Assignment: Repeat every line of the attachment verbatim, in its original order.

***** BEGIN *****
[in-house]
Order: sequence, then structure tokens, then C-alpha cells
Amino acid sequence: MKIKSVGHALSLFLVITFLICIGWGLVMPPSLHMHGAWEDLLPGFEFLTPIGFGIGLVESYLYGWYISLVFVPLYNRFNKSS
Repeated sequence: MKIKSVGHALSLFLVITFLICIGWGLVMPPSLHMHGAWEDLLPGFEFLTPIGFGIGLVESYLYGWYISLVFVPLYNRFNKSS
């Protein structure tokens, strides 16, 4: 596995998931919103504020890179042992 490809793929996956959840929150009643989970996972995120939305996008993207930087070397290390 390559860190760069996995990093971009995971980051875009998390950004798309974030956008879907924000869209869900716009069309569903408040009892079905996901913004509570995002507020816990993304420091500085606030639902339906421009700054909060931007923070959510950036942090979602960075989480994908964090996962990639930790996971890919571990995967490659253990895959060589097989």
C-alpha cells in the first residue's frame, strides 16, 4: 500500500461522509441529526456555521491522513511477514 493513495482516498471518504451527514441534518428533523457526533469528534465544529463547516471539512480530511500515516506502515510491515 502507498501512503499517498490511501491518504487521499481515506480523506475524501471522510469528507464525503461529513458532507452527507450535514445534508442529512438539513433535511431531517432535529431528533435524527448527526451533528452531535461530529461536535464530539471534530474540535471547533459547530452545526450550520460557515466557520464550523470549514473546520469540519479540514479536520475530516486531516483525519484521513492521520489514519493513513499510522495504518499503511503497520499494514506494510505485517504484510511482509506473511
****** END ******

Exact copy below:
[in-house]
Order: sequence, then structure tokens, then C-alpha cells
Amino acid sequence: MKIKSVGHALSLFLVITFLICIGWGLVMPPSLHMHGAWEDLLPGFEFLTPIGFGIGLVESYLYGWYISLVFVPLYNRFNKSS
Repeated sequence: MKIKSVGHALSLFLVITFLICIGWGLVMPPSLHMHGAWEDLLPGFEFLTPIGFGIGLVESYLYGWYISLVFVPLYNRFNKSS
């Protein structure tokens, strides 16, 4: 596995998931919103504020890179042992 490809793929996956959840929150009643989970996972995120939305996008993207930087070397290390 390559860190760069996995990093971009995971980051875009998390950004798309974030956008879907924000869209869900716009069309569903408040009892079905996901913004509570995002507020816990993304420091500085606030639902339906421009700054909060931007923070959510950036942090979602960075989480994908964090996962990639930790996971890919571990995967490659253990895959060589097989």
C-alpha cells in the first residue's frame, strides 16, 4: 500500500461522509441529526456555521491522513511477514 493513495482516498471518504451527514441534518428533523457526533469528534465544529463547516471539512480530511500515516506502515510491515 502507498501512503499517498490511501491518504487521499481515506480523506475524501471522510469528507464525503461529513458532507452527507450535514445534508442529512438539513433535511431531517432535529431528533435524527448527526451533528452531535461530529461536535464530539471534530474540535471547533459547530452545526450550520460557515466557520464550523470549514473546520469540519479540514479536520475530516486531516483525519484521513492521520489514519493513513499510522495504518499503511503497520499494514506494510505485517504484510511482509506473511